15 We review de novo a district court's dismissal of a complaint for failure to state a claim under 16 Rule 12(b)(6). Selevan v. N.Y. Thruway Auth., 584 F.3d 82, 88 (2d Cir. 2009). "In conducting this 17 review, we assume all 'well-pleaded factual allegations' to be true, and 'determine whether they 18 plausibly give rise to an entitlement to relief.'" Id. (quoting Ashcroft v. Iqbal, 129 S. Ct. 1937, 1950 1 (2009)). A complaint alleging securities fraud must satisfy Rule 9(b), which requires that "the 2 circumstances constituting fraud . . . shall be stated with particularity." Fed. R. Civ. P. 9(b).

3 Additionally, we have interpreted the pleading standards of the Private Securities Litigation Reform 4 Act, codified at 15 U.S.C. § 78u-4(b), to require that a defendant's intent be pleaded and based on 5 "facts [either] (1) showing that the defendants had both motive and opportunity to commit the fraud 6 or (2) constituting strong circumstantial evidence of conscious misbehavior or recklessness." ATSI 7 Commc'ns, Inc. v. Shaar Fund, Ltd., 493 F.3d 87, 99 (2d Cir. 2007).

8 Having conducted an independent and de novo review of the record in light of these 9 principles, we affirm the judgment of the District Court as it concerns the Bear Stearns defendants 10 and Fahnestock for substantially the reasons stated by the District Court it its thorough opinion. 11 Fezzani v. Bear, Stearns & Co., 592 F. Supp. 2d 410 (S.D.N.Y. 2008). This leaves only plaintiffs' 12 claims against the Wolfson defendants and Apollo defendants for our review in this summary order.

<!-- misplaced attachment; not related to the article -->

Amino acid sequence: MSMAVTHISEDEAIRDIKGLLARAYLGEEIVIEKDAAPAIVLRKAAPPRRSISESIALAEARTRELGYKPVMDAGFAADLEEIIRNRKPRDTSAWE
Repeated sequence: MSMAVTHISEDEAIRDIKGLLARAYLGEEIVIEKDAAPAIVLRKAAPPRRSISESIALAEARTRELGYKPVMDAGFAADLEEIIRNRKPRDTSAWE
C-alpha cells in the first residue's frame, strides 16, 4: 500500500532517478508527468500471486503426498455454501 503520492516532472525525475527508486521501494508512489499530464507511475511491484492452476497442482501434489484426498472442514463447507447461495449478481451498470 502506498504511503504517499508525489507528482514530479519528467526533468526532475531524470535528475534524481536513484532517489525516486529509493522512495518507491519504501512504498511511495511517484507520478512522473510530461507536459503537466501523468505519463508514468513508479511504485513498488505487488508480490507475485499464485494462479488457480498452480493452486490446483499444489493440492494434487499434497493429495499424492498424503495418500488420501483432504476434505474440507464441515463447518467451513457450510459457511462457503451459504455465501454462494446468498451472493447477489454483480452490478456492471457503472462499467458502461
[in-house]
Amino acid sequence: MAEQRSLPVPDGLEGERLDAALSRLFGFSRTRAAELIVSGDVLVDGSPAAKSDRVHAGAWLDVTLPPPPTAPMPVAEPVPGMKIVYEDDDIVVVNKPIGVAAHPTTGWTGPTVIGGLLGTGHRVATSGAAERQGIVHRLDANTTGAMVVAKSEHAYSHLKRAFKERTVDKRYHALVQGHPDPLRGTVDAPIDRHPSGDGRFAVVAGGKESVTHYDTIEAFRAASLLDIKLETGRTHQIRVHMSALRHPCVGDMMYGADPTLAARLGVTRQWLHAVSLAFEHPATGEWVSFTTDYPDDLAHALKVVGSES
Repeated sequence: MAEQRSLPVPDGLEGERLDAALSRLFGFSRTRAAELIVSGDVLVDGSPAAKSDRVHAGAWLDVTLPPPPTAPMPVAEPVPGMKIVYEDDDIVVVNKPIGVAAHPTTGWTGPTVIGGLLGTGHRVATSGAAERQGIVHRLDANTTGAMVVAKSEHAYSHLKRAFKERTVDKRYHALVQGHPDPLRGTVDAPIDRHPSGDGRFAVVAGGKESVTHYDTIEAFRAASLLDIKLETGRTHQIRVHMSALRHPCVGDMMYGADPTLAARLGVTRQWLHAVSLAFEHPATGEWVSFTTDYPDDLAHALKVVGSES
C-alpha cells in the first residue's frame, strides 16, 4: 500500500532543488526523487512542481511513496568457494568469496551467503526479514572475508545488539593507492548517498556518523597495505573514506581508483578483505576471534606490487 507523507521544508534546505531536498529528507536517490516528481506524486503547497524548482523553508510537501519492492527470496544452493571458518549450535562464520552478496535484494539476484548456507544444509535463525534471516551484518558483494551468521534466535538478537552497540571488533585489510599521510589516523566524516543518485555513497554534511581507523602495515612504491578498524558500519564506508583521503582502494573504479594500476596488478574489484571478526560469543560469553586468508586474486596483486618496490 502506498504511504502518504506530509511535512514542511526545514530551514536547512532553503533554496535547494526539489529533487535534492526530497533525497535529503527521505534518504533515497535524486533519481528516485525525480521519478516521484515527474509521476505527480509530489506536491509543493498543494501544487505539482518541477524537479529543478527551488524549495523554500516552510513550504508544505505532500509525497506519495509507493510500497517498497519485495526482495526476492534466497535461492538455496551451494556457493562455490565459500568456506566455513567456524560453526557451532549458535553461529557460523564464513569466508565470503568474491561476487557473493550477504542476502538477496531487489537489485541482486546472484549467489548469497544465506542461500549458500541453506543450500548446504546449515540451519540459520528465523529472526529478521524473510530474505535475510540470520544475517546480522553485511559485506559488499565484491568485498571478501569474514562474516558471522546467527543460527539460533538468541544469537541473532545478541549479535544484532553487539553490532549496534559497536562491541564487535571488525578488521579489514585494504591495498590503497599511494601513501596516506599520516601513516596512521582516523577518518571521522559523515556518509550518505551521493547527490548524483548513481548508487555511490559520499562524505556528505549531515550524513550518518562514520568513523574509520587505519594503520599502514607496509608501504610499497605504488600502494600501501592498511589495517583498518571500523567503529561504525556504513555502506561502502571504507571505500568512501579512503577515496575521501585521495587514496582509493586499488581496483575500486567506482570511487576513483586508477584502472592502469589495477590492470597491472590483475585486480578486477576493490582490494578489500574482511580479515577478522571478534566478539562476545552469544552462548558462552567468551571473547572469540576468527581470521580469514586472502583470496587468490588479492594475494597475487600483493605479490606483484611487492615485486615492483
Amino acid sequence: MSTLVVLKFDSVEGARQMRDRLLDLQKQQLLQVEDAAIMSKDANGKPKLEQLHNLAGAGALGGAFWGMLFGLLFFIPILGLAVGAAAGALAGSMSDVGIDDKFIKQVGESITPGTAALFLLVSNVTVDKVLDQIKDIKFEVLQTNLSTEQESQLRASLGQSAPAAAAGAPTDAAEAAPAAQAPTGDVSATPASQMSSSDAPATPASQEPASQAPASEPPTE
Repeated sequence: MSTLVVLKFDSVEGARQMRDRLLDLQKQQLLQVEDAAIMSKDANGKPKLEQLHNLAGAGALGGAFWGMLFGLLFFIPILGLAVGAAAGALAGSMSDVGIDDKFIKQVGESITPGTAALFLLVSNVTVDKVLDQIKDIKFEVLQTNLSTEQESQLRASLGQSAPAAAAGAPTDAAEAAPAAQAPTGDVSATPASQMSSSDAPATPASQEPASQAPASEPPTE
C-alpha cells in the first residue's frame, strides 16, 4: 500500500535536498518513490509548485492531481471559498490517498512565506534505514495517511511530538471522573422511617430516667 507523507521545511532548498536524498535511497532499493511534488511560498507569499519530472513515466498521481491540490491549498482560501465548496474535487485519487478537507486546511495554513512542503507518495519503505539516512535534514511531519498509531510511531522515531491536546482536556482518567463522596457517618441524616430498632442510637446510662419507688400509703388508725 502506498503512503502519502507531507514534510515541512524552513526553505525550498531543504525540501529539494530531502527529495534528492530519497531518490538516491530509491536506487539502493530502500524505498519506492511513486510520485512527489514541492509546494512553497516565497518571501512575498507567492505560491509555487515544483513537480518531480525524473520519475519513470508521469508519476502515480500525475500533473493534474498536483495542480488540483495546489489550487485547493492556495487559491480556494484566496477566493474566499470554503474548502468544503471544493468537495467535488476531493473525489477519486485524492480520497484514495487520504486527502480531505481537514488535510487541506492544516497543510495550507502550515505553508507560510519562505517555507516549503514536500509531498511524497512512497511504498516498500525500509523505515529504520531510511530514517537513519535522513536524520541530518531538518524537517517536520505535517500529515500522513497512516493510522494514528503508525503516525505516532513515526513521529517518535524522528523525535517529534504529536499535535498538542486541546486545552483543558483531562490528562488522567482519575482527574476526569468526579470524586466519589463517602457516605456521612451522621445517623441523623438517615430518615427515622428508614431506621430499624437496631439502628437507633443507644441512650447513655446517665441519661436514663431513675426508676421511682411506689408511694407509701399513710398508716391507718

III. The Wolfson Defendants

14 The Wolfsons*fn7 are investors who are alleged to have made an express agreement with Baron 15 to help facilitate Baron's fraud by engaging in manipulative "wash sales" and stock parking in 16 exchange for sweetheart stock purchasing opportunities and other agreements. The Wolfsons, who 17 are also alleged to have invested in Baron, were accused of (1) committing securities fraud in 18 violation of Section 10(b) and Rule 10b-5, based on alleged material misrepresentations and 19 omissions; (2) committing securities fraud in violation of Section 10(b) and Rule 10b-5, based on 20 alleged market manipulation; and (3) committing various types of state law fraud.

21 Plaintiffs do not pursue their material misrepresentation claim against the Wolfson 22 defendants on appeal, and they also acknowledge that their market manipulation claim is foreclosed 1 by the relevant statute of limitations (since all of the relevant stock "parking," etc., took place prior 2 to February 2, 1996, more than three years before the complaint was first filed).